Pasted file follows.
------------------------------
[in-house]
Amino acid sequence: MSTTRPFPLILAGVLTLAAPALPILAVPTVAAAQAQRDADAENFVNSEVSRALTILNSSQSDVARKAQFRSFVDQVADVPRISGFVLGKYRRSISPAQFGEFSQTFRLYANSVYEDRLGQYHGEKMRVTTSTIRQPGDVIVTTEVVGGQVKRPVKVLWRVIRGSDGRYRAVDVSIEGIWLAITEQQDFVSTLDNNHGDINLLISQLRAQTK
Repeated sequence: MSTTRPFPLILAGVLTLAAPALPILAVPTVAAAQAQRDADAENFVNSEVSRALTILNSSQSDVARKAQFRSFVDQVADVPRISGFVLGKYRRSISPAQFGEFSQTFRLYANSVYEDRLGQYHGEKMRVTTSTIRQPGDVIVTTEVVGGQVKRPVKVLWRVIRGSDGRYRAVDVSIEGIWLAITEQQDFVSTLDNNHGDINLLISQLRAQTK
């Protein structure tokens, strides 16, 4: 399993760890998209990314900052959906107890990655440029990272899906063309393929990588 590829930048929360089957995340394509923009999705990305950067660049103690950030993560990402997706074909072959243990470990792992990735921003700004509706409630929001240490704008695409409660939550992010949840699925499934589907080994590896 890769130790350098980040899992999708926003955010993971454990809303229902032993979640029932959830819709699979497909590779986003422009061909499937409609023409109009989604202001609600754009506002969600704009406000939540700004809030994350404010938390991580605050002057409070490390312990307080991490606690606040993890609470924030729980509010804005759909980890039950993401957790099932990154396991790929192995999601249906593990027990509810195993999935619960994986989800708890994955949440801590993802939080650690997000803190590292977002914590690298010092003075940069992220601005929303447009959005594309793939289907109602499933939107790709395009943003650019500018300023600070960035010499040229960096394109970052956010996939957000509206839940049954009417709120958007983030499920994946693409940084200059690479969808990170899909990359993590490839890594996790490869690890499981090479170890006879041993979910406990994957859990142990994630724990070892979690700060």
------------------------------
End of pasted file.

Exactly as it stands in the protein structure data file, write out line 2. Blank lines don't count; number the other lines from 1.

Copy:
Amino acid sequence: MSTTRPFPLILAGVLTLAAPALPILAVPTVAAAQAQRDADAENFVNSEVSRALTILNSSQSDVARKAQFRSFVDQVADVPRISGFVLGKYRRSISPAQFGEFSQTFRLYANSVYEDRLGQYHGEKMRVTTSTIRQPGDVIVTTEVVGGQVKRPVKVLWRVIRGSDGRYRAVDVSIEGIWLAITEQQDFVSTLDNNHGDINLLISQLRAQTK